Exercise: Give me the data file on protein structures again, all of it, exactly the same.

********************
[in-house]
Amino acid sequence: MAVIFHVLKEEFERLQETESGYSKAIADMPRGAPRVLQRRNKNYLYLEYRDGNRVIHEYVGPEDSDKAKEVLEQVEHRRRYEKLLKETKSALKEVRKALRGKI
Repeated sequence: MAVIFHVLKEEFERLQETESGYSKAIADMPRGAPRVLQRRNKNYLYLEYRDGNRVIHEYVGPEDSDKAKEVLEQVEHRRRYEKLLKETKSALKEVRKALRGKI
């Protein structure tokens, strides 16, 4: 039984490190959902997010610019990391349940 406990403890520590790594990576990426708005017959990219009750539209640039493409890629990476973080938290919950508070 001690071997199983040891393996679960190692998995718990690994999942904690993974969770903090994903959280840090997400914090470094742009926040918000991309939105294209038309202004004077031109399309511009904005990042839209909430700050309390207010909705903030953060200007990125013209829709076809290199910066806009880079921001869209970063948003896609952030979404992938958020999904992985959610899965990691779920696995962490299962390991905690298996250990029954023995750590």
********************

[in-house]
Amino acid sequence: MAVIFHVLKEEFERLQETESGYSKAIADMPRGAPRVLQRRNKNYLYLEYRDGNRVIHEYVGPEDSDKAKEVLEQVEHRRRYEKLLKETKSALKEVRKALRGKI
Repeated sequence: MAVIFHVLKEEFERLQETESGYSKAIADMPRGAPRVLQRRNKNYLYLEYRDGNRVIHEYVGPEDSDKAKEVLEQVEHRRRYEKLLKETKSALKEVRKALRGKI
């Protein structure tokens, strides 16, 4: 039984490190959902997010610019990391349940 406990403890520590790594990576990426708005017959990219009750539209640039493409890629990476973080938290919950508070 001690071997199983040891393996679960190692998995718990690994999942904690993974969770903090994903959280840090997400914090470094742009926040918000991309939105294209038309202004004077031109399309511009904005990042839209909430700050309390207010909705903030953060200007990125013209829709076809290199910066806009880079921001869209970063948003896609952030979404992938958020999904992985959610899965990691779920696995962490299962390991905690298996250990029954023995750590």